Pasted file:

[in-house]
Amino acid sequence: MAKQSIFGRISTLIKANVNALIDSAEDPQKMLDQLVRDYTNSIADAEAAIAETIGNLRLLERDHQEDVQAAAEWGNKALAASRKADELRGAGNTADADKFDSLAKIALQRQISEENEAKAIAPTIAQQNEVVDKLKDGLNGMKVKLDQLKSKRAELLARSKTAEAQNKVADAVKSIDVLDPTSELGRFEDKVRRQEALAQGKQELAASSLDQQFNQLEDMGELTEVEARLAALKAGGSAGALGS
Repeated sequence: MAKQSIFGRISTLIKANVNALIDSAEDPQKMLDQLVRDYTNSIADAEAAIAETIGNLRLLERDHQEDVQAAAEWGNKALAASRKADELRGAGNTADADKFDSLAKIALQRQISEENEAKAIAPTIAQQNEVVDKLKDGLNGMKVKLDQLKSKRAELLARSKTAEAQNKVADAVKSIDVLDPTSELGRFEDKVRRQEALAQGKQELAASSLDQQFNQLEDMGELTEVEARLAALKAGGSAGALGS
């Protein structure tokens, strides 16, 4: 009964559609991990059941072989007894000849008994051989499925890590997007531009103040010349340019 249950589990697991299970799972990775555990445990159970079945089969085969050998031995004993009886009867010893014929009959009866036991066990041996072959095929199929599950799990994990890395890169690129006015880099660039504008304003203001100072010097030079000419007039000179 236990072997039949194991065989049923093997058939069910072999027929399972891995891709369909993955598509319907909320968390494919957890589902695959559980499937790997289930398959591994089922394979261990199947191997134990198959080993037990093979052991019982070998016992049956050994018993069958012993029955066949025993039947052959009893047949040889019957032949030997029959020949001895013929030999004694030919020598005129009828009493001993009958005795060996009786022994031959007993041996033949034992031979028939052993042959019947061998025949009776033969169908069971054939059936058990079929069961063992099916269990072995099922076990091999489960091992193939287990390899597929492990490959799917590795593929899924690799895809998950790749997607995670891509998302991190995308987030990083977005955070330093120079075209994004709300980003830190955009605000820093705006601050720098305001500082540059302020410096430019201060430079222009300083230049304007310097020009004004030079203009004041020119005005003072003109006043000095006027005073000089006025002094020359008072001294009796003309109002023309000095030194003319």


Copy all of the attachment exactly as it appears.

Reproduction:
[in-house]
Amino acid sequence: MAKQSIFGRISTLIKANVNALIDSAEDPQKMLDQLVRDYTNSIADAEAAIAETIGNLRLLERDHQEDVQAAAEWGNKALAASRKADELRGAGNTADADKFDSLAKIALQRQISEENEAKAIAPTIAQQNEVVDKLKDGLNGMKVKLDQLKSKRAELLARSKTAEAQNKVADAVKSIDVLDPTSELGRFEDKVRRQEALAQGKQELAASSLDQQFNQLEDMGELTEVEARLAALKAGGSAGALGS
Repeated sequence: MAKQSIFGRISTLIKANVNALIDSAEDPQKMLDQLVRDYTNSIADAEAAIAETIGNLRLLERDHQEDVQAAAEWGNKALAASRKADELRGAGNTADADKFDSLAKIALQRQISEENEAKAIAPTIAQQNEVVDKLKDGLNGMKVKLDQLKSKRAELLARSKTAEAQNKVADAVKSIDVLDPTSELGRFEDKVRRQEALAQGKQELAASSLDQQFNQLEDMGELTEVEARLAALKAGGSAGALGS
């Protein structure tokens, strides 16, 4: 009964559609991990059941072989007894000849008994051989499925890590997007531009103040010349340019 249950589990697991299970799972990775555990445990159970079945089969085969050998031995004993009886009867010893014929009959009866036991066990041996072959095929199929599950799990994990890395890169690129006015880099660039504008304003203001100072010097030079000419007039000179 236990072997039949194991065989049923093997058939069910072999027929399972891995891709369909993955598509319907909320968390494919957890589902695959559980499937790997289930398959591994089922394979261990199947191997134990198959080993037990093979052991019982070998016992049956050994018993069958012993029955066949025993039947052959009893047949040889019957032949030997029959020949001895013929030999004694030919020598005129009828009493001993009958005795060996009786022994031959007993041996033949034992031979028939052993042959019947061998025949009776033969169908069971054939059936058990079929069961063992099916269990072995099922076990091999489960091992193939287990390899597929492990490959799917590795593929899924690799895809998950790749997607995670891509998302991190995308987030990083977005955070330093120079075209994004709300980003830190955009605000820093705006601050720098305001500082540059302020410096430019201060430079222009300083230049304007310097020009004004030079203009004041020119005005003072003109006043000095006027005073000089006025002094020359008072001294009796003309109002023309000095030194003319």